If giant magnetoresistive (GMR) material remains in the area under the leads, the active sensor region extends well beyond the desired track-width region. Therefore, there will be some response in the sensor by adjacent tracks, although this should be heavily shunted by the overlaid leads, and this perturbation does not propagate to the center of the track due to the above described large demagnetization field. However, the lead overlaid region is now significantly larger than the track-width (3-10×).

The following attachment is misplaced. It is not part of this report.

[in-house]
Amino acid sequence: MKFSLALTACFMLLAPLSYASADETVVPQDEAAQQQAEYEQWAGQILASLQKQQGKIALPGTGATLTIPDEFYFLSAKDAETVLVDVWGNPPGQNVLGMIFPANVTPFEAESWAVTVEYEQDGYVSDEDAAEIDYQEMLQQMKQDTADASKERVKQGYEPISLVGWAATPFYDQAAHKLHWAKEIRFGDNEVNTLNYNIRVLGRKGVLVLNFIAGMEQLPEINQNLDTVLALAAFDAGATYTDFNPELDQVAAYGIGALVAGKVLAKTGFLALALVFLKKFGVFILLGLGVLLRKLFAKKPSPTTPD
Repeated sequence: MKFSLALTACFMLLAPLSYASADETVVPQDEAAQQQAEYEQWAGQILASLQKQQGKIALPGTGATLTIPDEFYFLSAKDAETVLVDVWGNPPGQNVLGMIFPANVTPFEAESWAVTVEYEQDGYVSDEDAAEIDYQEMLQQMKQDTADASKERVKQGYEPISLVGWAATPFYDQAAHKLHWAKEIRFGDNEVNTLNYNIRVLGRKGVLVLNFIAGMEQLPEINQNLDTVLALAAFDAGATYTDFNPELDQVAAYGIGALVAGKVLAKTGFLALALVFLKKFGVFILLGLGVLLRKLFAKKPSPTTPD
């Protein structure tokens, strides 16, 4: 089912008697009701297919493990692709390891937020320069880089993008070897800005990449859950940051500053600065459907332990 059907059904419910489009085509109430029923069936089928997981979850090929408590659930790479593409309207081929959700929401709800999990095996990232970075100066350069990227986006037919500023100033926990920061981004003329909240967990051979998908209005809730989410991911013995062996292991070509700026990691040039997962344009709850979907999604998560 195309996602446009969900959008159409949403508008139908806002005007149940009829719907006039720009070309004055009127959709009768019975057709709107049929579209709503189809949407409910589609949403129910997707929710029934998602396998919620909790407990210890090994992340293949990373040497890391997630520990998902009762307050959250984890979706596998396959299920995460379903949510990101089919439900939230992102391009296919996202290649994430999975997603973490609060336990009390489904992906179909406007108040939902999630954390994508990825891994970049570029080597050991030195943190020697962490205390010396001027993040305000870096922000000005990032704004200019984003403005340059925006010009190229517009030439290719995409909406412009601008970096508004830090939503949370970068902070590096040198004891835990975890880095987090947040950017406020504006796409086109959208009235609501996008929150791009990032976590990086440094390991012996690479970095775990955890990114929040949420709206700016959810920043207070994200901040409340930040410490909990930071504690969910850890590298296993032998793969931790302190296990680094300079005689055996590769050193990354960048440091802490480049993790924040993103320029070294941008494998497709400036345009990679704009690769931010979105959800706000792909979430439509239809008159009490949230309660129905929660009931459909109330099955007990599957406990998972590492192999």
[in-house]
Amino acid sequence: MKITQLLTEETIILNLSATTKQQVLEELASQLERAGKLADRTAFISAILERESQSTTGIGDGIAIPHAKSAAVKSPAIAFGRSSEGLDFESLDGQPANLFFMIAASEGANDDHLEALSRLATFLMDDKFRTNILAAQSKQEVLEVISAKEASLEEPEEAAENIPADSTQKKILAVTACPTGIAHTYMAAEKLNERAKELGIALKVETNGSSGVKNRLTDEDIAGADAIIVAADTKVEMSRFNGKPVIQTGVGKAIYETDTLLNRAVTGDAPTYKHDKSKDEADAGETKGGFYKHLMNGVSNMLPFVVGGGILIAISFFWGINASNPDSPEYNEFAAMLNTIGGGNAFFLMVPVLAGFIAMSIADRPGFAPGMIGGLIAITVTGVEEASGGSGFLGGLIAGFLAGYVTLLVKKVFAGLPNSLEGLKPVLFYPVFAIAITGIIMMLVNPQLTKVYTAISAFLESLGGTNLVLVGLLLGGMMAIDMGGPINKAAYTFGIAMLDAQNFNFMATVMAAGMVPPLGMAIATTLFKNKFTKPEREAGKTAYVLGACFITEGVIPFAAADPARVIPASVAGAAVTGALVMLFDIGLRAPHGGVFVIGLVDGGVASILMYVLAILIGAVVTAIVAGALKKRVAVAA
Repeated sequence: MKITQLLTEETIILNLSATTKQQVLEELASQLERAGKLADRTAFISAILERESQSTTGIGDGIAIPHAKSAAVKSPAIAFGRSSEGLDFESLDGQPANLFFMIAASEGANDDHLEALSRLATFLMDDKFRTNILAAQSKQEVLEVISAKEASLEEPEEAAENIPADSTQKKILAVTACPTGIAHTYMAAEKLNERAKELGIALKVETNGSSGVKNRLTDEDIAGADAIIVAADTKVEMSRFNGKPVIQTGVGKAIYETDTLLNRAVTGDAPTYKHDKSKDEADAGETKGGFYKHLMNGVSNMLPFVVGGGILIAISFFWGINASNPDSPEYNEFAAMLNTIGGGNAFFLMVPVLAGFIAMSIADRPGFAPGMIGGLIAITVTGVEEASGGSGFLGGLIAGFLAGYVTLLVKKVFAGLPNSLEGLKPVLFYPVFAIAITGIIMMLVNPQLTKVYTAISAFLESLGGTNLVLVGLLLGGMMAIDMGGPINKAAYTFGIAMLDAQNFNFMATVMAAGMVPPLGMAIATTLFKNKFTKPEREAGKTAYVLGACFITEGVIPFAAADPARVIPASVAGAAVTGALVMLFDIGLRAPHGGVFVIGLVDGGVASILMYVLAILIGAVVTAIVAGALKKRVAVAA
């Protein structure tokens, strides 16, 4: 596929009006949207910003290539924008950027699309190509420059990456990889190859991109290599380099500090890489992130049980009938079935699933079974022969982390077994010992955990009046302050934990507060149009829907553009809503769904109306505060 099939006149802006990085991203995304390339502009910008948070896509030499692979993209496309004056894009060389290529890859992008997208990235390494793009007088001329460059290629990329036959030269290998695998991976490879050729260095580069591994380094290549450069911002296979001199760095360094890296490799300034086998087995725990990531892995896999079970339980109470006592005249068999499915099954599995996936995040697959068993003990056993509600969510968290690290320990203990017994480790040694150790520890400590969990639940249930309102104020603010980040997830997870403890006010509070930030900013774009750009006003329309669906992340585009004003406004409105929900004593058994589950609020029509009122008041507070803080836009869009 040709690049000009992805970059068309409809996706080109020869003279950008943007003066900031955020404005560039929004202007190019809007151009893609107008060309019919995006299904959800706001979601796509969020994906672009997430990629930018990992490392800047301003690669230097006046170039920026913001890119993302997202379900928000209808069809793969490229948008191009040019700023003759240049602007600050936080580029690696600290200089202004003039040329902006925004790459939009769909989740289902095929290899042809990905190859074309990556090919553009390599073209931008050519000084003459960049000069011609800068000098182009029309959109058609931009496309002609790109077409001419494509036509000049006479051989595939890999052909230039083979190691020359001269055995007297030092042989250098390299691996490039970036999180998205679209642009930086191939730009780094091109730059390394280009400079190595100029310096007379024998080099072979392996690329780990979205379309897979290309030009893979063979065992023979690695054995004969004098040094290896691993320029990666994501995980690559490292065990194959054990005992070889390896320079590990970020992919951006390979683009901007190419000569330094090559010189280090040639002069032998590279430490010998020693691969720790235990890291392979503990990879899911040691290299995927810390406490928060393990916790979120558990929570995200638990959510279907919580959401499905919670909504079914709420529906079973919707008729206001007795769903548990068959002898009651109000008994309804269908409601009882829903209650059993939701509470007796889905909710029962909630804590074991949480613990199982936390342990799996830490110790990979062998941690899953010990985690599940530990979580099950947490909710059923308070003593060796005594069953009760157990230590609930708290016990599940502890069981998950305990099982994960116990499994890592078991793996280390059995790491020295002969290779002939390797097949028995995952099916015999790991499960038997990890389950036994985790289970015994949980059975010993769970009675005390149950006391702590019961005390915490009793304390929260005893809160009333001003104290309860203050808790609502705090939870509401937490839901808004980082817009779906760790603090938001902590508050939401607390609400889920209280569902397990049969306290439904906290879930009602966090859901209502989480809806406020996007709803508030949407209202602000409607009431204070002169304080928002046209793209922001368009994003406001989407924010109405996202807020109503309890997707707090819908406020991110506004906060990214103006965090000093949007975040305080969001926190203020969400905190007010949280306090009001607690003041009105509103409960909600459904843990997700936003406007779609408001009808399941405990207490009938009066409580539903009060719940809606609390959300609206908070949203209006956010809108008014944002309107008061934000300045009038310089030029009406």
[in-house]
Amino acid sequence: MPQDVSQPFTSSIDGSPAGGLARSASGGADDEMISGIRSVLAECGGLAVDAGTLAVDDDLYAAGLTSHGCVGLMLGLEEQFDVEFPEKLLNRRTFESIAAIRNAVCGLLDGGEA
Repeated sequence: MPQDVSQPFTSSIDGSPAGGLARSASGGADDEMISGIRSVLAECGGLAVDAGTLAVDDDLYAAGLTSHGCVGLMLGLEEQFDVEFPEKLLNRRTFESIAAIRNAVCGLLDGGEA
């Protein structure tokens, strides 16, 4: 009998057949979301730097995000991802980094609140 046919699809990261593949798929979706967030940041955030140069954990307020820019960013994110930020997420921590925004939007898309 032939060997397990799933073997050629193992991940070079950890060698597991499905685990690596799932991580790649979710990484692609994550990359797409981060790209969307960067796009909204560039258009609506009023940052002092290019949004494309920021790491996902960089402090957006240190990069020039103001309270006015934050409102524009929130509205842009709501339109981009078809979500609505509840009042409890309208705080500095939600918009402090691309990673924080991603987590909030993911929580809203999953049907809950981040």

Therefore, it is desirable to destroy the giant magnetoresistive (GMR) material in the area under the leads, without damaging the free layer. This can be done in a top spin valve by removing the antiferromagnetic (AFM) and pinned layers above the free layer. The antiferromagnetic (AFM) and pinned layers above the free layer can be etched off with minimal damage to the free layer using an first etch mask, which is formed on the completed top spin-valve, of width equal to the desired final lead-to-lead spacing. The first mask determines the active area of the sensor. The etching process is allowed to remove the exposed areas of the pinned and antiferromagnetic (AFM) layers, but the spacer layer on top of the free layer is not removed. The overlaid lead pads are then deposited on the exposed spacer layer at the sides of the mask. After the first mask is removed, a second mask, wider than the first, is formed over the active area and the selected portion of the lead pad material which is to remain. Milling around this second mask removes the exposed lead pad material and free layer material beyond the lead pads and, therefore, defines the width of the sensor. The hardbias structures are then formed at the sides of the sensor and further connections to the lead pads for formed.